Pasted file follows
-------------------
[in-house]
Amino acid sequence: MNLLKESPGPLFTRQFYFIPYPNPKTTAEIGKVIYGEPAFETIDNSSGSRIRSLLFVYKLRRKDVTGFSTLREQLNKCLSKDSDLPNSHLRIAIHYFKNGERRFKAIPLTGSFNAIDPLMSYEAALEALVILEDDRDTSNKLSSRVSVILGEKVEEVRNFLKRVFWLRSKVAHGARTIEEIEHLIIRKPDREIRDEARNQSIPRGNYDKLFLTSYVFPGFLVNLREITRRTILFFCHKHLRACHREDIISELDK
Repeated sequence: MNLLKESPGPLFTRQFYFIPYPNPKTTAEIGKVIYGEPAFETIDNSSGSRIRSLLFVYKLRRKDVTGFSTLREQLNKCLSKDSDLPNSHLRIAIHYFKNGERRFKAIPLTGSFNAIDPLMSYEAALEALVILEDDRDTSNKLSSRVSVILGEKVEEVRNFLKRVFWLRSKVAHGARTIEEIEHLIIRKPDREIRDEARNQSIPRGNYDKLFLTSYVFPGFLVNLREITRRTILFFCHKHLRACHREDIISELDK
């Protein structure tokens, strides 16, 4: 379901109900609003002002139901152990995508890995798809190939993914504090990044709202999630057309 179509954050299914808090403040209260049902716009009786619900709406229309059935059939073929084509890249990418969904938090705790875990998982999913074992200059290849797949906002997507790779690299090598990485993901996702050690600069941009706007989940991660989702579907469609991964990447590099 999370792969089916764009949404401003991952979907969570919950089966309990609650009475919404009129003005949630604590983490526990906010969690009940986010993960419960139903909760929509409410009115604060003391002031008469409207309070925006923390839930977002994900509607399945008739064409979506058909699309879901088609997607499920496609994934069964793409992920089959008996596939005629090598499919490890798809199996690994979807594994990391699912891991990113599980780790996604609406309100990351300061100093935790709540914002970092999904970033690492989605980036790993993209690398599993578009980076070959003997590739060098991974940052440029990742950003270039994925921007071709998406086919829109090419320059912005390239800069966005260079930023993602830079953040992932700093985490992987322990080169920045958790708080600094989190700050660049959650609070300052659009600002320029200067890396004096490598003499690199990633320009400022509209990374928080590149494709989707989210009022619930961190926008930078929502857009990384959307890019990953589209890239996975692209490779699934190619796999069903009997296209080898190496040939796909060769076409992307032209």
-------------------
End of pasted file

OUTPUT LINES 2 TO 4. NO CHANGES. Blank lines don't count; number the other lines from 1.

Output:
Amino acid sequence: MNLLKESPGPLFTRQFYFIPYPNPKTTAEIGKVIYGEPAFETIDNSSGSRIRSLLFVYKLRRKDVTGFSTLREQLNKCLSKDSDLPNSHLRIAIHYFKNGERRFKAIPLTGSFNAIDPLMSYEAALEALVILEDDRDTSNKLSSRVSVILGEKVEEVRNFLKRVFWLRSKVAHGARTIEEIEHLIIRKPDREIRDEARNQSIPRGNYDKLFLTSYVFPGFLVNLREITRRTILFFCHKHLRACHREDIISELDK
Repeated sequence: MNLLKESPGPLFTRQFYFIPYPNPKTTAEIGKVIYGEPAFETIDNSSGSRIRSLLFVYKLRRKDVTGFSTLREQLNKCLSKDSDLPNSHLRIAIHYFKNGERRFKAIPLTGSFNAIDPLMSYEAALEALVILEDDRDTSNKLSSRVSVILGEKVEEVRNFLKRVFWLRSKVAHGARTIEEIEHLIIRKPDREIRDEARNQSIPRGNYDKLFLTSYVFPGFLVNLREITRRTILFFCHKHLRACHREDIISELDK
């Protein structure tokens, strides 16, 4: 379901109900609003002002139901152990995508890995798809190939993914504090990044709202999630057309 179509954050299914808090403040209260049902716009009786619900709406229309059935059939073929084509890249990418969904938090705790875990998982999913074992200059290849797949906002997507790779690299090598990485993901996702050690600069941009706007989940991660989702579907469609991964990447590099 999370792969089916764009949404401003991952979907969570919950089966309990609650009475919404009129003005949630604590983490526990906010969690009940986010993960419960139903909760929509409410009115604060003391002031008469409207309070925006923390839930977002994900509607399945008739064409979506058909699309879901088609997607499920496609994934069964793409992920089959008996596939005629090598499919490890798809199996690994979807594994990391699912891991990113599980780790996604609406309100990351300061100093935790709540914002970092999904970033690492989605980036790993993209690398599993578009980076070959003997590739060098991974940052440029990742950003270039994925921007071709998406086919829109090419320059912005390239800069966005260079930023993602830079953040992932700093985490992987322990080169920045958790708080600094989190700050660049959650609070300052659009600002320029200067890396004096490598003499690199990633320009400022509209990374928080590149494709989707989210009022619930961190926008930078929502857009990384959307890019990953589209890239996975692209490779699934190619796999069903009997296209080898190496040939796909060769076409992307032209």